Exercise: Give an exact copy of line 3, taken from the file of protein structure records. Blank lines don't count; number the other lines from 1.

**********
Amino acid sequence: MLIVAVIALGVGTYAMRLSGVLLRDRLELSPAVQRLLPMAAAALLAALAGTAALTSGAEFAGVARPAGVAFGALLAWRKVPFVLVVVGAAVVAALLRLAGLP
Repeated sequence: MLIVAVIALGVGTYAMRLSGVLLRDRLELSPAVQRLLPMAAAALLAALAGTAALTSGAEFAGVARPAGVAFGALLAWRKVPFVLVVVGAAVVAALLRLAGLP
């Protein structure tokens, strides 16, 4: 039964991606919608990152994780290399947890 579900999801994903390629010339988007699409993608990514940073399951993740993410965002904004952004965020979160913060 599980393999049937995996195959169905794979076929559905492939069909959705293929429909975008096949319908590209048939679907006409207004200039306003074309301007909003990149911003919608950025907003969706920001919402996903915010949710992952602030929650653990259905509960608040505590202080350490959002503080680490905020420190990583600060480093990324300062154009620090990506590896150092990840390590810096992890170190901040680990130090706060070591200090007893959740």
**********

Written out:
């Protein structure tokens, strides 16, 4: 039964991606919608990152994780290399947890 579900999801994903390629010339988007699409993608990514940073399951993740993410965002904004952004965020979160913060 599980393999049937995996195959169905794979076929559905492939069909959705293929429909975008096949319908590209048939679907006409207004200039306003074309301007909003990149911003919608950025907003969706920001919402996903915010949710992952602030929650653990259905509960608040505590202080350490959002503080680490905020420190990583600060480093990324300062154009620090990506590896150092990840390590810096992890170190901040680990130090706060070591200090007893959740």